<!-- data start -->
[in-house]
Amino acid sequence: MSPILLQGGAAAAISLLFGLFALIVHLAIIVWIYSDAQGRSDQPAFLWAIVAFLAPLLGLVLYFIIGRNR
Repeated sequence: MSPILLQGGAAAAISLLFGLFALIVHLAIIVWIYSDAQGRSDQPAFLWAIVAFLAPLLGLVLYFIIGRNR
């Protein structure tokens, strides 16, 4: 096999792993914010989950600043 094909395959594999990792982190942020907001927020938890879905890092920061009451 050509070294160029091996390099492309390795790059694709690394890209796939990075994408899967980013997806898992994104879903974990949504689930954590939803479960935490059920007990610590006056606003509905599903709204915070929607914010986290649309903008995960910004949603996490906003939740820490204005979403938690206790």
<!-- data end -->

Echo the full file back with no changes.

[in-house]
Amino acid sequence: MSPILLQGGAAAAISLLFGLFALIVHLAIIVWIYSDAQGRSDQPAFLWAIVAFLAPLLGLVLYFIIGRNR
Repeated sequence: MSPILLQGGAAAAISLLFGLFALIVHLAIIVWIYSDAQGRSDQPAFLWAIVAFLAPLLGLVLYFIIGRNR
């Protein structure tokens, strides 16, 4: 096999792993914010989950600043 094909395959594999990792982190942020907001927020938890879905890092920061009451 050509070294160029091996390099492309390795790059694709690394890209796939990075994408899967980013997806898992994104879903974990949504689930954590939803479960935490059920007990610590006056606003509905599903709204915070929607914010986290649309903008995960910004949603996490906003939740820490204005979403938690206790």